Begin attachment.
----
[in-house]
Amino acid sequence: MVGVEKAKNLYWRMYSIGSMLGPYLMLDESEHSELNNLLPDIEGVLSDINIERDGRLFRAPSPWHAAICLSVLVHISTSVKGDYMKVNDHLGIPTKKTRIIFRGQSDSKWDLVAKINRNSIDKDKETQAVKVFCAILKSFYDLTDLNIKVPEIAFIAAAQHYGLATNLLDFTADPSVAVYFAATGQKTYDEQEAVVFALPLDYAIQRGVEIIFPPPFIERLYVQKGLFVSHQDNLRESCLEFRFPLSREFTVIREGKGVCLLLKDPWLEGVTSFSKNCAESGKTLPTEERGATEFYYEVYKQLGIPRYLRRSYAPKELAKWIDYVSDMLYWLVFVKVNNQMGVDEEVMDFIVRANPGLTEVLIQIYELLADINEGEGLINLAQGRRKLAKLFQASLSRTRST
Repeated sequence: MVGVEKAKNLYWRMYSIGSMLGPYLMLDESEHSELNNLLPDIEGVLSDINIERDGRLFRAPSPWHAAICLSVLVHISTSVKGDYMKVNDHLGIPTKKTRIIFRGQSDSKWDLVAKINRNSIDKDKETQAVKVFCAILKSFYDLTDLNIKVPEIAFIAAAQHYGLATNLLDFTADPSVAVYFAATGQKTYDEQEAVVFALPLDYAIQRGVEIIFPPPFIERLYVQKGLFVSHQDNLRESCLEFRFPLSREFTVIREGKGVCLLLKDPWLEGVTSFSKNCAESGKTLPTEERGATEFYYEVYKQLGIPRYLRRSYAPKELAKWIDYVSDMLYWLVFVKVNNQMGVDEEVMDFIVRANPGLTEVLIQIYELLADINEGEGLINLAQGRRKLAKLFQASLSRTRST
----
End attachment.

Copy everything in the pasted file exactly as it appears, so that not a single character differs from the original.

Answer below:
[in-house]
Amino acid sequence: MVGVEKAKNLYWRMYSIGSMLGPYLMLDESEHSELNNLLPDIEGVLSDINIERDGRLFRAPSPWHAAICLSVLVHISTSVKGDYMKVNDHLGIPTKKTRIIFRGQSDSKWDLVAKINRNSIDKDKETQAVKVFCAILKSFYDLTDLNIKVPEIAFIAAAQHYGLATNLLDFTADPSVAVYFAATGQKTYDEQEAVVFALPLDYAIQRGVEIIFPPPFIERLYVQKGLFVSHQDNLRESCLEFRFPLSREFTVIREGKGVCLLLKDPWLEGVTSFSKNCAESGKTLPTEERGATEFYYEVYKQLGIPRYLRRSYAPKELAKWIDYVSDMLYWLVFVKVNNQMGVDEEVMDFIVRANPGLTEVLIQIYELLADINEGEGLINLAQGRRKLAKLFQASLSRTRST
Repeated sequence: MVGVEKAKNLYWRMYSIGSMLGPYLMLDESEHSELNNLLPDIEGVLSDINIERDGRLFRAPSPWHAAICLSVLVHISTSVKGDYMKVNDHLGIPTKKTRIIFRGQSDSKWDLVAKINRNSIDKDKETQAVKVFCAILKSFYDLTDLNIKVPEIAFIAAAQHYGLATNLLDFTADPSVAVYFAATGQKTYDEQEAVVFALPLDYAIQRGVEIIFPPPFIERLYVQKGLFVSHQDNLRESCLEFRFPLSREFTVIREGKGVCLLLKDPWLEGVTSFSKNCAESGKTLPTEERGATEFYYEVYKQLGIPRYLRRSYAPKELAKWIDYVSDMLYWLVFVKVNNQMGVDEEVMDFIVRANPGLTEVLIQIYELLADINEGEGLINLAQGRRKLAKLFQASLSRTRST